Osteoporosis is a disease that weakens bones, making them thin and porous. It’s caused by the body breaking down bone faster than it builds it. When the bones are weak, they’re more likely to break from a minor trip and fall, and this is often the first sign of osteoporosis. There are no other symptoms. These fragility fractures are most common in the hip, spine and wrist. It’s important to get it diagnosed, because 90% of people with one fracture from the disease will go on to have another.
Fractures of the spine are called compression fractures. These happen when the weight of the body is more than the vertebra bones can support. When someone with osteoporosis breaks a hip, they can lose the ability to walk, lose their independence, and a quarter will die within the same year.
Osteoporosis is very common (1 in 3 women and 1 in 5 men). Most often, it affects women who have gone through menopause or have had a hysterectomy. However, osteoporosis can affect men as well. Other risk factors include smoking, drinking alcohol, lack of exercise, steroid use, low calcium or vitamin D diet, hip fracture in a parent, diabetes and rheumatoid arthritis.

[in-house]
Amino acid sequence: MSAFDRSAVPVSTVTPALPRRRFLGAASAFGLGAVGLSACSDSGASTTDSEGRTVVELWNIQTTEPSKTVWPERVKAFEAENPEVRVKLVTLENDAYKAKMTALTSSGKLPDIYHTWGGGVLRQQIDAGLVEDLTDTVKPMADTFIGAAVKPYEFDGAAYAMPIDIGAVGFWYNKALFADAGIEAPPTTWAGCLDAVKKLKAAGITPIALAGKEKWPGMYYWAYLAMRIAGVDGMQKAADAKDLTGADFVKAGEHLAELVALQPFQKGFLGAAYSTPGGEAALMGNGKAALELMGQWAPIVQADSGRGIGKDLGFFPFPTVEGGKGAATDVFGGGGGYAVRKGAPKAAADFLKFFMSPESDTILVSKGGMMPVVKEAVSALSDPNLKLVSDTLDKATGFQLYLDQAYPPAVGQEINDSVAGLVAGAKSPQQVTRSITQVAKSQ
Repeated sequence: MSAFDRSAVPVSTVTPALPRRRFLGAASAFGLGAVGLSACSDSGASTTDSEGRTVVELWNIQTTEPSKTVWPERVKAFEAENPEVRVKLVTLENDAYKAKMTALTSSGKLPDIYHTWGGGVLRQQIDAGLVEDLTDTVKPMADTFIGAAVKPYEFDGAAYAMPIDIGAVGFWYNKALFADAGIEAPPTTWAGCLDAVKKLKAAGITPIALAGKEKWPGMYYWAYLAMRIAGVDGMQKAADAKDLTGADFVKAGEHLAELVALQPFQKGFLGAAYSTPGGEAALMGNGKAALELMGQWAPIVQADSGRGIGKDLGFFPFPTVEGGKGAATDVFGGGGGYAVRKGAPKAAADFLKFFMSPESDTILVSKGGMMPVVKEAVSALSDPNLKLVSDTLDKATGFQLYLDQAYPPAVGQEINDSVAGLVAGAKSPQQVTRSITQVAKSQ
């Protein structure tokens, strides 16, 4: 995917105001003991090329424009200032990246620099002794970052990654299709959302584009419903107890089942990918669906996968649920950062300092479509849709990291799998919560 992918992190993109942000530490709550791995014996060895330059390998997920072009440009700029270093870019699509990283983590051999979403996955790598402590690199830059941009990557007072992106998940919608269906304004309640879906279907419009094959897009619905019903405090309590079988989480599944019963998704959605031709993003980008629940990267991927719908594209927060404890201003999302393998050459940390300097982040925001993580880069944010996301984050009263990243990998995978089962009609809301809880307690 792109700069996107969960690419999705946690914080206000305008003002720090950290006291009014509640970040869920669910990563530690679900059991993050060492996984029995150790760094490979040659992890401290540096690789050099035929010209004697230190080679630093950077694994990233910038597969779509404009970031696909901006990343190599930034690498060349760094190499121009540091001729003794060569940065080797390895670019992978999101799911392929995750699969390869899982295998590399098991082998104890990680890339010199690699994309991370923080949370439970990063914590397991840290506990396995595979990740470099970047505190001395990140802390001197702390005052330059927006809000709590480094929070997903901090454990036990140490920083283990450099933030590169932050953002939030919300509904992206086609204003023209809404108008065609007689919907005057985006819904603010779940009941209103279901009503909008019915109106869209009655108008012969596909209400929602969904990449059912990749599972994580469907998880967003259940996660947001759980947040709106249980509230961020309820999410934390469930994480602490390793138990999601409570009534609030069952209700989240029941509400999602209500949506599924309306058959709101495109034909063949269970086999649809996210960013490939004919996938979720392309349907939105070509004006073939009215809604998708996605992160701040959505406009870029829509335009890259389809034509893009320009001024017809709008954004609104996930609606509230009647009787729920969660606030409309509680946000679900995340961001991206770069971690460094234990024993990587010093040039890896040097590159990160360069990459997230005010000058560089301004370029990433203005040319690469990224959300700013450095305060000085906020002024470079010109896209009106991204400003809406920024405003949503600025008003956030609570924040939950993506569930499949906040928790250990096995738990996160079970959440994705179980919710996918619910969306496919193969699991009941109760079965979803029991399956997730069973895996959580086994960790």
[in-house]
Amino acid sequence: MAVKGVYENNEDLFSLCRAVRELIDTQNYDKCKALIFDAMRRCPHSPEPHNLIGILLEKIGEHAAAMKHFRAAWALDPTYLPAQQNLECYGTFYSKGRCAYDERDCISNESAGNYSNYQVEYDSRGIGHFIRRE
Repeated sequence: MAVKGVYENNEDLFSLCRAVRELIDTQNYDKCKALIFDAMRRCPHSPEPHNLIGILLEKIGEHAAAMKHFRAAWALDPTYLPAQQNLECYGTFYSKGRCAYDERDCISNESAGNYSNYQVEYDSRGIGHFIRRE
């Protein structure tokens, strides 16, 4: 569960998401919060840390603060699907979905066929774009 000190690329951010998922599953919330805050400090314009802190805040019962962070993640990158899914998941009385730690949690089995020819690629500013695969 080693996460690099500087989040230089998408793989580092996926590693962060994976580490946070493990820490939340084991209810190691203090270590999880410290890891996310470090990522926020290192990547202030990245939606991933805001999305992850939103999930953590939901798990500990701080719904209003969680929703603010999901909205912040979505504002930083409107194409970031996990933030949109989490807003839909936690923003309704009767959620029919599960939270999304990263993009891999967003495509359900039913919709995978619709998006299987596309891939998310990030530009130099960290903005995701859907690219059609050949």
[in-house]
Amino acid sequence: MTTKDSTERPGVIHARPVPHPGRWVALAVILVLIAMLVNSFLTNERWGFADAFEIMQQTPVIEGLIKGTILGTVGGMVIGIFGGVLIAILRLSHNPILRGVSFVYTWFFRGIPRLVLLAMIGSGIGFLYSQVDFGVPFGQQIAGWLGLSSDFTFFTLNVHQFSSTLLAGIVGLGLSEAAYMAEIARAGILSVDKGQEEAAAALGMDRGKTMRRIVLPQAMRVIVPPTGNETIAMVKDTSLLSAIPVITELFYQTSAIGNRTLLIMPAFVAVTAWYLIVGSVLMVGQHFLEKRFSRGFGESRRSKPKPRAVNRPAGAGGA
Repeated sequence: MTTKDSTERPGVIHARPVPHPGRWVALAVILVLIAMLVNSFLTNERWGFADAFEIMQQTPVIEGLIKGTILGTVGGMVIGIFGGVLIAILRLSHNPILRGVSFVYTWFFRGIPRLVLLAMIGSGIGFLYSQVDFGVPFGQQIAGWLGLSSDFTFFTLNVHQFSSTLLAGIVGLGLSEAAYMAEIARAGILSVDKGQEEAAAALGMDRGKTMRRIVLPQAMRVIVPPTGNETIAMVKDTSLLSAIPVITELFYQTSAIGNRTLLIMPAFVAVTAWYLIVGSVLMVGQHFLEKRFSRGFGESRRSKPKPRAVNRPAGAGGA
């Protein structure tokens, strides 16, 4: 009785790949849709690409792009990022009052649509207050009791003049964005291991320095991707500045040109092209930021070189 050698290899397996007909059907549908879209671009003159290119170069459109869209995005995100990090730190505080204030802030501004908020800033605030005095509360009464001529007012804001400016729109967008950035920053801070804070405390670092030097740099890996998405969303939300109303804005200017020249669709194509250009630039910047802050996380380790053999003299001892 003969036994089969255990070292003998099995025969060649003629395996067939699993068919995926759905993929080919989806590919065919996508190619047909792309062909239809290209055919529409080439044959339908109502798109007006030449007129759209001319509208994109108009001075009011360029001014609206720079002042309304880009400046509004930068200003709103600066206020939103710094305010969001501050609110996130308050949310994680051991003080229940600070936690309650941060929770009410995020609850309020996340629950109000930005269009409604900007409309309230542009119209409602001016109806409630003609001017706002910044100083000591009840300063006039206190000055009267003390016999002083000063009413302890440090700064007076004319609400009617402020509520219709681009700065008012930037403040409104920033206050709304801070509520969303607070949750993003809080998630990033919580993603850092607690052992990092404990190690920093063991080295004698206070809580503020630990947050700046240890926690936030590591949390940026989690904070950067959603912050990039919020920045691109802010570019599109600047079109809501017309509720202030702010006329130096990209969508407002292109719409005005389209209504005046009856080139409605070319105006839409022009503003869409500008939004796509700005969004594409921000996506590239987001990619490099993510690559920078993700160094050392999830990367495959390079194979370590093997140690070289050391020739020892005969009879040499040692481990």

Anyone who’s had a fragility fracture or the above risk factors at age 50 should get screened. Women should be checked at age 65, and men at 70. The screening, called a DEXA, is a painless X-ray that measures bone density. This should be done every two years. At the Roper St. Francis Osteoporosis clinic, we also order blood tests to make sure that your body has the building blocks to make healthy bone, like calcium and Vitamin D.
There are several medications for osteoporosis. Some medicines build new bone, while others keep the body from breaking down bone.
People with osteoporosis should eat foods that are high in calcium and vitamin D. Exercising 150 minutes a week can also help build strong bones. Smoking and excessive alcohol can make the bones weaker, so it is important to avoid this. Also, reduce the risk of falling by making sure that walkways are free of clutter and well lit. Getting your eyes checked and wearing sturdy and well-fitting shoes can also reduce the risk of falling.
If you are interested in being screened for osteoporosis, please contact the Roper St. Francis Osteoporosis Clinic at (843) 763-2320.
By Katy Blair Conner, MS, MSPAS, PA-C, Certified Fracture Liaison, Roper St. Francis Osteoporosis Clinic